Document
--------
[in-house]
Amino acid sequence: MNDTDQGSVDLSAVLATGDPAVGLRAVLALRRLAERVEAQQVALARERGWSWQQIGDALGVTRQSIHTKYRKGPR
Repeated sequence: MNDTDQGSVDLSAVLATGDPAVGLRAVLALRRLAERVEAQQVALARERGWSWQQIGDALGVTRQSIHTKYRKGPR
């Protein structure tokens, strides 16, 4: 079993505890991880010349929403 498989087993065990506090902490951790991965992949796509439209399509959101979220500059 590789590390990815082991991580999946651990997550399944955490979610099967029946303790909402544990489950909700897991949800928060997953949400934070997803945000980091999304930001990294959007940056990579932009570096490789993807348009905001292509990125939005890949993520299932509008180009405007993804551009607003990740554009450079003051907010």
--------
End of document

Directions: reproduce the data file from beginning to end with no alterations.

[in-house]
Amino acid sequence: MNDTDQGSVDLSAVLATGDPAVGLRAVLALRRLAERVEAQQVALARERGWSWQQIGDALGVTRQSIHTKYRKGPR
Repeated sequence: MNDTDQGSVDLSAVLATGDPAVGLRAVLALRRLAERVEAQQVALARERGWSWQQIGDALGVTRQSIHTKYRKGPR
């Protein structure tokens, strides 16, 4: 079993505890991880010349929403 498989087993065990506090902490951790991965992949796509439209399509959101979220500059 590789590390990815082991991580999946651990997550399944955490979610099967029946303790909402544990489950909700897991949800928060997953949400934070997803945000980091999304930001990294959007940056990579932009570096490789993807348009905001292509990125939005890949993520299932509008180009405007993804551009607003990740554009450079003051907010």